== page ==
Whitemarsh Township may now use open space funds to purchase flood prone properties in the township, after the Board of Supervisors passed an amendment to its open space plan at Thursday's monthly meeting.
However, the township does not currently have any specific properties targeted, and would have to go through a rigorous public process before making any such purchases.
"The provision deals with identifying properties that are subject to recurring flooding problems for possible acquisition by the township for open spaces purposes," said Sean Kilkenny, solicitor for the township. "This is to meet the township's goals of purchasing properties in strategic locations within neighborhoods to provide pocket parks or public common areas, where applicable."
Charles Guttenplan, Director of Plannning and Zoning, added that the properties that might be considered are ones with a history of flooding.
"These are properties that are flood prone and are inappropriate to be maintained as developed properties, and should be returned to meadow or similar open space condition," Guttenplan said.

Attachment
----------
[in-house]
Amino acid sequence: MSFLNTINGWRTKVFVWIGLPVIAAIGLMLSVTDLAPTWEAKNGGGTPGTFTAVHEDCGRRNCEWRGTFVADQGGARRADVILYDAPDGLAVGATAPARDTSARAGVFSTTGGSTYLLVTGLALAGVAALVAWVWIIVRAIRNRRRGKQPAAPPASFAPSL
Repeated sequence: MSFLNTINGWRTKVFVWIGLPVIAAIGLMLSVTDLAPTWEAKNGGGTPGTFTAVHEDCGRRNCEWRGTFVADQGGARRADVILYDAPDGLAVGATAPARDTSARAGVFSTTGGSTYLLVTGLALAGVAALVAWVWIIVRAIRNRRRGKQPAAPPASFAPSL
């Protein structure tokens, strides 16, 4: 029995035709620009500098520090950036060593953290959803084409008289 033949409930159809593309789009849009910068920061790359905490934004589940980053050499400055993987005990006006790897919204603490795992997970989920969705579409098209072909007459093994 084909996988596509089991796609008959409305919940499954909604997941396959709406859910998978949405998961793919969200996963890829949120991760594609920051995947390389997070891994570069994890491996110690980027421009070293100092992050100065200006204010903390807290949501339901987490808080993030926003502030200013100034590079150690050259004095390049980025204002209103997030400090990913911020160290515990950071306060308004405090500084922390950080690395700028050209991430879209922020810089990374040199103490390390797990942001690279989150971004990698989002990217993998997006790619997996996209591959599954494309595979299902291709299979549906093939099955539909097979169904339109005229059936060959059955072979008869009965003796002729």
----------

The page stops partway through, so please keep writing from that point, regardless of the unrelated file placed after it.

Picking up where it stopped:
Homes that could possibly qualify for remedies from the state or federal government would not be considered, officials said.
"There's not many of these unique properties that don't qualify for other buyout programs," said board chair Robert Hart. "They really have very few options. They can't get out, they're continually flooded, they can't sell their home, so they're really in a devastating position."
Hart added that such homes often reside in low lying areas of neighborhoods that don't otherwise have many problems, making large scale stormwater projects uneconomical.
The board had to amend the open space law in order to enable the use of Act 153 funds, or monies specifically set aside for development of open space. Such funds cannot be used to build developments such as a park or playground, which would require additional capital project funds. Many acquisitions would be returned to natural habitats, officials said.
In addition, each property would require public hearing before purchase, and do not necessarily have to be zoned residential.
"Each and every property that the township considers to acquire…. the township has to hold a public hearing and has to adopt an ordinance," said Bruce Horrocks, Township Manager. "It's a very formal and advertised process for each and every specific property."